And when they rule, they bring nations forward in leaps and bounds. But you cannot plan for them. They are as rare; genius so often is.

We would all prefer some all-knowing problem solver leading our nations. We soul search during our elections trying to find such a person. Yet since they are rare, we don’t often get them. We get politicians instead, who are driven by ambition rather than service.

We are also easily tricked into believing an ordinary politician is a philosopher king.

Cases in point: Venezuela and North Korea

Both states are in crisis: Venezuela’s president, Nicolás Maduro, can do little but find increasingly feckless ways to cling to power while North Korea’s Kim Jong-un’s entire state machine is designed to keep him in charge. Neither can grow the economy much; both are the results of the same weakness: a leader who pretended to be a philosopher king and a citizenry that went along with them.

Remember that North Korea could well have ended up with a Soviet-style Politburo that actually did shove aside leaders who strayed too close to World War III. Instead, North Korean elites wrongly allowed the Kim dynasty to take root, hollow out the Communist Party and turn it into little more than a cult that lives to worship the Kims. That’s not to say that North Korea would have been a rich country had it balanced out the Kims; it’s just to say it would resemble China a great deal more, which on the whole would be a better thing.

Meanwhile, Venezuela still has a weakened but functional democracy, hammered by years of Hugo Chávez’ cult of personality. Chávez’ policies were, of course, ludicrous: like all Big Men who sit on oil, his entire geopolitical strategy was based on energy. When the bottom fell out of oil beginning in 2013, so too did Chávez’ machine. Chávez didn’t live to see it; he was dead of cancer in 2013, leaving his cult’s shadow to bestow leadership upon the hapless Maduro.

In Venezuela, the citizenry at large has a greater share of responsibility for what happened than North Korea: they did, after all, elect Chávez multiple times, in spite of his obvious butchering of state institutions. They wanted a simple, wise leader who would lead them to prosperity. They did not plan on him dying, nor understand that Chávez was a one-trick pony.

But Venezuela also illustrates the importance of institutions

As Chávez’ policies failed, Venezuela’s weakened but hardly destroyed civic institutions roared back to life. Opposition parties won elections and took to the streets; they face an uphill battle, but at least they can fight one. Venezuela’s media has suddenly awoken from years of Chávez-induced complacency. All of this would be much worse if Chávez had managed to shut down the opposition completely and replace the media with a propaganda machine.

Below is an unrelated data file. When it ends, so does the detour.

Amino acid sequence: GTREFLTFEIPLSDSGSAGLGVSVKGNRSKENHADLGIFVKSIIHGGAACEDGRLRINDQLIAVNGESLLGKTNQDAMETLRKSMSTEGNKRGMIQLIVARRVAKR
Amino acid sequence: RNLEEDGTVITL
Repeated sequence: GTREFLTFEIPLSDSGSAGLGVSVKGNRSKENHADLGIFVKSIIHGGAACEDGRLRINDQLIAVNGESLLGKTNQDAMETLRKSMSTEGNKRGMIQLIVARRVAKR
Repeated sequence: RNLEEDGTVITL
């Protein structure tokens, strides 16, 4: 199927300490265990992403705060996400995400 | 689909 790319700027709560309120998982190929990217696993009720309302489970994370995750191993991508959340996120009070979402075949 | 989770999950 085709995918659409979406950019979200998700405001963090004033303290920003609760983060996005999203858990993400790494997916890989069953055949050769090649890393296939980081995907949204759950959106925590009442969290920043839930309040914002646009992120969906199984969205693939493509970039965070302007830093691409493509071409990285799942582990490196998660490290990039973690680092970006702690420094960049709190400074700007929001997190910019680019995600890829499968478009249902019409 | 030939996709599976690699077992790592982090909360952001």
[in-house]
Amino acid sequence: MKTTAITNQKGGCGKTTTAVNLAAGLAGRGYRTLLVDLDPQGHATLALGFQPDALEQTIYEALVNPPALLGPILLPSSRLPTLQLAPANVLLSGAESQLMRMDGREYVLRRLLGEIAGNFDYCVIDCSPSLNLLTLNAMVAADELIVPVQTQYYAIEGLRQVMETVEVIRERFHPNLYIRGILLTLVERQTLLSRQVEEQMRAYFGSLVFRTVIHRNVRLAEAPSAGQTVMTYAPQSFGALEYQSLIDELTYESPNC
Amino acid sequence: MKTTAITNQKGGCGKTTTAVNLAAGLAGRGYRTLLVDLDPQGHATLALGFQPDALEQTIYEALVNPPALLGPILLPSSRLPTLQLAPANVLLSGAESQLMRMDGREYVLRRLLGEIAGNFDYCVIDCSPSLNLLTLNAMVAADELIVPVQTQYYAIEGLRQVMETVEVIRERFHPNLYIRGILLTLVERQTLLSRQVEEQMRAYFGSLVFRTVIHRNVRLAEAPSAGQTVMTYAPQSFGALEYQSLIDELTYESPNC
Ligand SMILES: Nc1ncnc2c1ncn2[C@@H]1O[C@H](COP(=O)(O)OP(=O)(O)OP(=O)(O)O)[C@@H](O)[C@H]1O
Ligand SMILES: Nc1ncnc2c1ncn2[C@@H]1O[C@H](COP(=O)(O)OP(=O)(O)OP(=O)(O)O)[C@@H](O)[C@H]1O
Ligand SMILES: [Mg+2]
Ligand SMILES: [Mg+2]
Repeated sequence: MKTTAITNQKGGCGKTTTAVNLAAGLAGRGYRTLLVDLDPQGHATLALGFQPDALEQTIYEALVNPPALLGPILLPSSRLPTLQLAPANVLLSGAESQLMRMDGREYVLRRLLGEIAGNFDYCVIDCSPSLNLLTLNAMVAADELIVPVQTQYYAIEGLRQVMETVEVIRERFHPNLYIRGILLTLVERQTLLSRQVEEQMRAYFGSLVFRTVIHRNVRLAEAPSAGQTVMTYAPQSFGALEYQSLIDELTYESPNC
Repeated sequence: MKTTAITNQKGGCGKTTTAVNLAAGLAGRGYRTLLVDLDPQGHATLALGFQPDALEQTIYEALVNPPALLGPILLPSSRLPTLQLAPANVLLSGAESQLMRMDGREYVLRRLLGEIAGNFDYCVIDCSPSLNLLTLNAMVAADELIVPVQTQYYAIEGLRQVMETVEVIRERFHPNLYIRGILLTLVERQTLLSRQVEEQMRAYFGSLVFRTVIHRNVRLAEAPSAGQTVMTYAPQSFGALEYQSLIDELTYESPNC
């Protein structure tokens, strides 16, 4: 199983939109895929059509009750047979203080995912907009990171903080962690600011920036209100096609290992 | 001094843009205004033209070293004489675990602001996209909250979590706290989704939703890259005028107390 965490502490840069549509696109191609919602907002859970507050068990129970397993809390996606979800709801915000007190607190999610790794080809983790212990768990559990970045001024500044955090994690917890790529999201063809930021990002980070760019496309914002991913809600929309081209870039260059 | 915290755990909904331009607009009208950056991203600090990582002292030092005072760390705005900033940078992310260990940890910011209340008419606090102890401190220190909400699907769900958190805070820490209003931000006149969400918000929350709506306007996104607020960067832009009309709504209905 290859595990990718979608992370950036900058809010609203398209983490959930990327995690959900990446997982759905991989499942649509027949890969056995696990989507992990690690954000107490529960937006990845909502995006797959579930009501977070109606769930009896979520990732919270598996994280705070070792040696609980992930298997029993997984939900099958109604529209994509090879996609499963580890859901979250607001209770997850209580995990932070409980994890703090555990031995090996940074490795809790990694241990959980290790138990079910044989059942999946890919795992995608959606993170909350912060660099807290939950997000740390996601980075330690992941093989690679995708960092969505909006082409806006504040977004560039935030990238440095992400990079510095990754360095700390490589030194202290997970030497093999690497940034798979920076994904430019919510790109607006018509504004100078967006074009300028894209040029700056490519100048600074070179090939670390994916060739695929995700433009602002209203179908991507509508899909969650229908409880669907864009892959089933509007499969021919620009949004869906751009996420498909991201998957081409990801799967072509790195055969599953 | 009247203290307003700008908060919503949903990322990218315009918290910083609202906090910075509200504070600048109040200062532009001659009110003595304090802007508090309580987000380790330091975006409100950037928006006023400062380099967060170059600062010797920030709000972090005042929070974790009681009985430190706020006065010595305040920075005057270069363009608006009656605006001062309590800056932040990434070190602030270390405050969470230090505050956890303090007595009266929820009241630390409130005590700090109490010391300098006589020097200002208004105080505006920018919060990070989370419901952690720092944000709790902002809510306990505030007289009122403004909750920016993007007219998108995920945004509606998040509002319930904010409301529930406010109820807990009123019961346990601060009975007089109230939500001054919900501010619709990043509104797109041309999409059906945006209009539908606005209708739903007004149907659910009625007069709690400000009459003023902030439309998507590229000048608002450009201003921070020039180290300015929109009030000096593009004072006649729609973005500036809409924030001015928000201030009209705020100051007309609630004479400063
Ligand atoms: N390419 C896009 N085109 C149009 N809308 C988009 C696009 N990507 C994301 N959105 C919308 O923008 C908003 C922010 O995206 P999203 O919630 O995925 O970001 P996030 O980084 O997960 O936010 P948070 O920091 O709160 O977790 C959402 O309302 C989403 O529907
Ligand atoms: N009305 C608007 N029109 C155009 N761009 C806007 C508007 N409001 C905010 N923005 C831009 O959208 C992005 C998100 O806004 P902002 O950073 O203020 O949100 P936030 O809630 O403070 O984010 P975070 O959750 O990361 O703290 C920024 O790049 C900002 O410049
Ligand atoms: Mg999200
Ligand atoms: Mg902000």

In times of crisis, citizens can and do allow would-be big leaders to gut these institutions. That can seem reasonable at the time. Like everything in the world, during a crisis it can feel like these institutions don’’t work. The attacks on the EU, the media, established political parties, etc. are all symptomatic of that drive.

It can also be a time to clean house: The Republican Party is surely full of rot that must be sorted come November 9. But that is not the same as saying America is better off under only the Democratic Party. Nor should we shut down Fox News merely because it’s been unhelpful. Reform is far more powerful than banning when it comes to institutions.

As the crisis wears on, the nation states that will survive best will be those who give their leaders the least power

Vladimir Putin may be a geopolitical master, but he is building a Russia that is too dependent on him to survive. This bodes poorly for the country’s future.

Egypt may need a pharaoh right now, but Abdel Fattah el-Sisi’s drive to make security the sole purpose of the state will absolutely invite another revolution and perhaps even civil war.

Expectant American Democrats must not be too gleeful in the weakening of the Republican Party. Instead, they must hope for someone to save it or replace it.

The Philippines should be most wary. It stands on the edge. Rodrigo Duterte is the Big Man without any of the wisdom, but that may not matter in this day and age, when leaders gain power simply by being interesting. Should Duterte weaken the Filipino military and opposition parties, his six-year term could suddenly extend itself into a fatal cracking of Filipino security.

As the decade now enters its second half, citizens everywhere must resist the temptation to give power to their big leaders. They must attack and reform their own institutions, of course, but they mustn’t abolish them. Otherwise, they risk letting a mad king slip onto the throne.

This story first appeared at Geopolitics Made Super, November 2, 2016.